While popular accounts of the depletion of the ozone layer and the increase in UV-B reaching the Earth’s surface have highlighted the direct danger to humans, including an increase in the incidence of skin cancer and eye damage, less attention has been given to the effects on plants and the associated indirect effects upon us.
Plants and UV-B arose from seminars held at the 1996 annual meeting of the Society for Experimental Biology in Lancaster, England. It is a comprehensive look at current research on the effects of UV-B on plants. The book is a collection of papers organized into three sections. The first part consists of three papers on the ozone layer and UV-B radiation. The second part is a collection of papers on the effects of UV-B at the cellular level and the third and final part contains those papers on the effects of UV-B at the whole plant and community level.
The first section begins with observations by J. A. Pyle on the history and causes of ozone depletion and continues with papers on monitoring UV-B radiation and on the action spectra for UV-B in plants. UV-B effects at the cellular level are discussed in 6 papers which cover key issues, including DNA damage and repair, photosynthesis, and photoinhibition. The final section includes 8 papers which discuss the effects of UV-B on aquatic ecosystems, field crops, agro- and forest ecosystems, heathlands, and subarctic communities. The book concludes with a paper by M. M. Caldwell on alterations in competitive balance and a paper by N. D. Paul on interactions between trophic levels.
The collection of papers presented is an excellent choice, covering a broad range of work. The range of approaches, from biochemical and cellular studies to discussion of ecological effects, represents the best of a modern, integrative approach to biology. The selection of papers not only describes what is known but also highlights the incomplete state of our current knowledge on the effects of UV-B on plants. For example, the paper on UV-B perception and signal transduction by Jenkins, Fuglevand, and Christie makes clear that we have yet to fully understand the identity of the blue light and UV-B receptor molecules, and the details of the signaling which results. Imagine if our knowledge of visual photoreceptors and signaling in humans were so incomplete! Björn and coworkers point out the incomplete state of knowledge of the effects of UV-B on ecosystems with the statement: "Before our field experiments in Northern Scandinavia were started in 1991, no experiment had been conducted in which a natural ecosystem with plants, animals, and microorganisms was exposed to increased UV-B".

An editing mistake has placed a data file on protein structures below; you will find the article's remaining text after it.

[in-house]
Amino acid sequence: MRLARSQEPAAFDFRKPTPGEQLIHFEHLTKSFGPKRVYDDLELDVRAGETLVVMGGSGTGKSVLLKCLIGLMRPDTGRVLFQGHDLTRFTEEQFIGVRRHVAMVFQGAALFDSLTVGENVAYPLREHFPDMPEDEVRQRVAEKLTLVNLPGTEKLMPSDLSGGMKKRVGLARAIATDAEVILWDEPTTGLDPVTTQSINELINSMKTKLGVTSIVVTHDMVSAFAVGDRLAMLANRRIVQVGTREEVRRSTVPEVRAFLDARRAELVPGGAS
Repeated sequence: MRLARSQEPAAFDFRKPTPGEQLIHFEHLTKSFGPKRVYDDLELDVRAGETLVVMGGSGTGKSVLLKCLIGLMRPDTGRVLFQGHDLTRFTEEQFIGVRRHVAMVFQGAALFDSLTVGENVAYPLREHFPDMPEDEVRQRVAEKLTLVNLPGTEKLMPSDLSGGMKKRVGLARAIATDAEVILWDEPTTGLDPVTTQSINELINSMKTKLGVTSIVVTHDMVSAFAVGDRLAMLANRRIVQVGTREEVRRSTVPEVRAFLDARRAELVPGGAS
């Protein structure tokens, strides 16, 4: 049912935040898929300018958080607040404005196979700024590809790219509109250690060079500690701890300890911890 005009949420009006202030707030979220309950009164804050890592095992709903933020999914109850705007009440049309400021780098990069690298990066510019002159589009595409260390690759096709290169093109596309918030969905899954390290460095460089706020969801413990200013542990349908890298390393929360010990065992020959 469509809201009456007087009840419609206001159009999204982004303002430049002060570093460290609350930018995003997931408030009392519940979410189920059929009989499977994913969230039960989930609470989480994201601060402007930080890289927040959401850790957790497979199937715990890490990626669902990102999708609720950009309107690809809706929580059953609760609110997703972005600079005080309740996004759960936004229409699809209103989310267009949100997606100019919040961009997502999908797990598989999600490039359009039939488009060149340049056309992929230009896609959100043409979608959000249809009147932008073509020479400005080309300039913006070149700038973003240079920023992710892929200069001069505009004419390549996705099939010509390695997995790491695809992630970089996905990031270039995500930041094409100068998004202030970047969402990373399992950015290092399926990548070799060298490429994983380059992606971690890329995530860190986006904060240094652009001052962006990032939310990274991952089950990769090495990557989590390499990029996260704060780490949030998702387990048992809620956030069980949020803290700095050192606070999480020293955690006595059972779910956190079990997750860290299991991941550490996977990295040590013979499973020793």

Plants and UV-B is a fascinating volume, as much for its ability to highlight the gaps in current knowledge as for its broad and integrative approach. By raising so many questions, it should serve as a catalyst for much future work. I highly recommend it for plant biologists and for graduate students who are interested in biochemistry, physiology, ecology, and environmental sciences. - Thomas J. Herbert, Department of Biology, University of Miami, Coral Gables.